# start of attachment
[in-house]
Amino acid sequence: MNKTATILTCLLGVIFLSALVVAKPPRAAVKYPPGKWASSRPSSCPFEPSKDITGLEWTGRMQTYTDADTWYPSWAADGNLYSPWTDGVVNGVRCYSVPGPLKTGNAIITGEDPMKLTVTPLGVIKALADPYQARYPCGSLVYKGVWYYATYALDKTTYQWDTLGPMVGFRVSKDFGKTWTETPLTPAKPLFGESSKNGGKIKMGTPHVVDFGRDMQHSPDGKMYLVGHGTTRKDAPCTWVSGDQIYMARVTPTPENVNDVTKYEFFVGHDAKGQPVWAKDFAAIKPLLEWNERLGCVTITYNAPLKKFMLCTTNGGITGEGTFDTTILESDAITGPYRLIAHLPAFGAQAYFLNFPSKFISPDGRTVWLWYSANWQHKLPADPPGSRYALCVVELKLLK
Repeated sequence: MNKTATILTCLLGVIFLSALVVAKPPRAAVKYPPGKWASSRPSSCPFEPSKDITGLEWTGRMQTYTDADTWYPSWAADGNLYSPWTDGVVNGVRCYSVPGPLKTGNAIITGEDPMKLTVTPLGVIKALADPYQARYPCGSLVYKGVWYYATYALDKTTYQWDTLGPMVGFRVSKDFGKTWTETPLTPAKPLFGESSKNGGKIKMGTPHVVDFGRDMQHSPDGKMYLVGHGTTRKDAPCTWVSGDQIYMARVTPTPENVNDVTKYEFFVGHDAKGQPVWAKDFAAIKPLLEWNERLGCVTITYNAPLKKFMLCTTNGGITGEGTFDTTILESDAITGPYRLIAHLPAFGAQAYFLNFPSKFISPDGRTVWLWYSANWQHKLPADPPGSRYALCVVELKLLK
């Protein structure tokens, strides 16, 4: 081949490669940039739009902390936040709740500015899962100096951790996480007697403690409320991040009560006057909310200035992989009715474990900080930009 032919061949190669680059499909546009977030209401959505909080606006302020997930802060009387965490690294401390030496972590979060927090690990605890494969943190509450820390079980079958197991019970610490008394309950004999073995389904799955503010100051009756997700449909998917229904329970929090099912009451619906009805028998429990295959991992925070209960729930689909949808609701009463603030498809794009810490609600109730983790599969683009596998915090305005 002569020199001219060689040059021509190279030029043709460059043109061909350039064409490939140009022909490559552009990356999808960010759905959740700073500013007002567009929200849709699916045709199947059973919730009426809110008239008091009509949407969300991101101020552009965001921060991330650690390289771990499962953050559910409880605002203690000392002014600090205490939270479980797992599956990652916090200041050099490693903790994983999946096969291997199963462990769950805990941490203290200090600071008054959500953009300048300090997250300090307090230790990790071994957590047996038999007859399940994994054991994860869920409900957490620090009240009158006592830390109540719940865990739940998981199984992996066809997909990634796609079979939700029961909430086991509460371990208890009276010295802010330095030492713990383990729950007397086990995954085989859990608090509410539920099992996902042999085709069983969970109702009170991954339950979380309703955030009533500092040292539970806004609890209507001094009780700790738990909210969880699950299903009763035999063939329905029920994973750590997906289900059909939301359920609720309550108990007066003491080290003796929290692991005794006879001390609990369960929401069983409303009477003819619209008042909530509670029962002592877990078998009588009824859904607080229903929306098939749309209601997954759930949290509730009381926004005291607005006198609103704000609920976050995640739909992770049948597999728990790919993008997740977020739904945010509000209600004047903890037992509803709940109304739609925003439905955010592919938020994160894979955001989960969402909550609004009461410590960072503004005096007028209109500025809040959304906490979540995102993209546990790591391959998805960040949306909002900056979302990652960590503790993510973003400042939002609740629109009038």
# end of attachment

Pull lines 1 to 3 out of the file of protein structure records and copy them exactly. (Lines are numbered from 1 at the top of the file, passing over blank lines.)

[in-house]
Amino acid sequence: MNKTATILTCLLGVIFLSALVVAKPPRAAVKYPPGKWASSRPSSCPFEPSKDITGLEWTGRMQTYTDADTWYPSWAADGNLYSPWTDGVVNGVRCYSVPGPLKTGNAIITGEDPMKLTVTPLGVIKALADPYQARYPCGSLVYKGVWYYATYALDKTTYQWDTLGPMVGFRVSKDFGKTWTETPLTPAKPLFGESSKNGGKIKMGTPHVVDFGRDMQHSPDGKMYLVGHGTTRKDAPCTWVSGDQIYMARVTPTPENVNDVTKYEFFVGHDAKGQPVWAKDFAAIKPLLEWNERLGCVTITYNAPLKKFMLCTTNGGITGEGTFDTTILESDAITGPYRLIAHLPAFGAQAYFLNFPSKFISPDGRTVWLWYSANWQHKLPADPPGSRYALCVVELKLLK
Repeated sequence: MNKTATILTCLLGVIFLSALVVAKPPRAAVKYPPGKWASSRPSSCPFEPSKDITGLEWTGRMQTYTDADTWYPSWAADGNLYSPWTDGVVNGVRCYSVPGPLKTGNAIITGEDPMKLTVTPLGVIKALADPYQARYPCGSLVYKGVWYYATYALDKTTYQWDTLGPMVGFRVSKDFGKTWTETPLTPAKPLFGESSKNGGKIKMGTPHVVDFGRDMQHSPDGKMYLVGHGTTRKDAPCTWVSGDQIYMARVTPTPENVNDVTKYEFFVGHDAKGQPVWAKDFAAIKPLLEWNERLGCVTITYNAPLKKFMLCTTNGGITGEGTFDTTILESDAITGPYRLIAHLPAFGAQAYFLNFPSKFISPDGRTVWLWYSANWQHKLPADPPGSRYALCVVELKLLK